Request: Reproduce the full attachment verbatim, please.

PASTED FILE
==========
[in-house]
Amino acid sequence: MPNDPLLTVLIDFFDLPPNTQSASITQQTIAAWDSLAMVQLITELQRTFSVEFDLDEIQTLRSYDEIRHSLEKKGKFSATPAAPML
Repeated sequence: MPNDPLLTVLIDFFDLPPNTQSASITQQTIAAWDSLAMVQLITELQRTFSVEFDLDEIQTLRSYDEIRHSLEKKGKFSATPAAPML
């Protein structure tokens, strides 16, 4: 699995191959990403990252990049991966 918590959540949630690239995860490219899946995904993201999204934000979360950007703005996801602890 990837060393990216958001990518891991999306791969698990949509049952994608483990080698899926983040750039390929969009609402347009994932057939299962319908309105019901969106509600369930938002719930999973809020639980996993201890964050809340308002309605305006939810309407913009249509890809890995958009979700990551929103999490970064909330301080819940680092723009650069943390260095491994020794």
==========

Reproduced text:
[in-house]
Amino acid sequence: MPNDPLLTVLIDFFDLPPNTQSASITQQTIAAWDSLAMVQLITELQRTFSVEFDLDEIQTLRSYDEIRHSLEKKGKFSATPAAPML
Repeated sequence: MPNDPLLTVLIDFFDLPPNTQSASITQQTIAAWDSLAMVQLITELQRTFSVEFDLDEIQTLRSYDEIRHSLEKKGKFSATPAAPML
């Protein structure tokens, strides 16, 4: 699995191959990403990252990049991966 918590959540949630690239995860490219899946995904993201999204934000979360950007703005996801602890 990837060393990216958001990518891991999306791969698990949509049952994608483990080698899926983040750039390929969009609402347009994932057939299962319908309105019901969106509600369930938002719930999973809020639980996993201890964050809340308002309605305006939810309407913009249509890809890995958009979700990551929103999490970064909330301080819940680092723009650069943390260095491994020794």